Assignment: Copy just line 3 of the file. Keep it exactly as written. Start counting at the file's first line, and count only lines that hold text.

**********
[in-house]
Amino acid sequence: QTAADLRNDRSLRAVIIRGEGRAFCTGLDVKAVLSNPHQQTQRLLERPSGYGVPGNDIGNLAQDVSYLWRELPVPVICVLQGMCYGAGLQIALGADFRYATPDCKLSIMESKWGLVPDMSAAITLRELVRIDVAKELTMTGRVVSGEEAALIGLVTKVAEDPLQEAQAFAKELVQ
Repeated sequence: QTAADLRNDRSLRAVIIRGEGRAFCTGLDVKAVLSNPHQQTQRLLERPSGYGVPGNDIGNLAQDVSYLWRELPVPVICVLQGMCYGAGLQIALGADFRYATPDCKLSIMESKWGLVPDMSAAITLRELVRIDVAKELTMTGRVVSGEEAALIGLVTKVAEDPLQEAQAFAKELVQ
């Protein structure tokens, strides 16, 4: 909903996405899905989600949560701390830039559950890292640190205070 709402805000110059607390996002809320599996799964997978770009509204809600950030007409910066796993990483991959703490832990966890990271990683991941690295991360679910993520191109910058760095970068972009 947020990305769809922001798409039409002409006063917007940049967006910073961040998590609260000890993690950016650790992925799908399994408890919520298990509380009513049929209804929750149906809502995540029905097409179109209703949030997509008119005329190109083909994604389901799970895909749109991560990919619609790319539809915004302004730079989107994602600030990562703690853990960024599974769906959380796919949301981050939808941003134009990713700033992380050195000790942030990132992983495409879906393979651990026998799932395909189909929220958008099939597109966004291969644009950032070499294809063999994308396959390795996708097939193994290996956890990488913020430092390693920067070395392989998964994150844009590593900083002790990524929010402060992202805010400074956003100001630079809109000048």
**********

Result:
Repeated sequence: QTAADLRNDRSLRAVIIRGEGRAFCTGLDVKAVLSNPHQQTQRLLERPSGYGVPGNDIGNLAQDVSYLWRELPVPVICVLQGMCYGAGLQIALGADFRYATPDCKLSIMESKWGLVPDMSAAITLRELVRIDVAKELTMTGRVVSGEEAALIGLVTKVAEDPLQEAQAFAKELVQ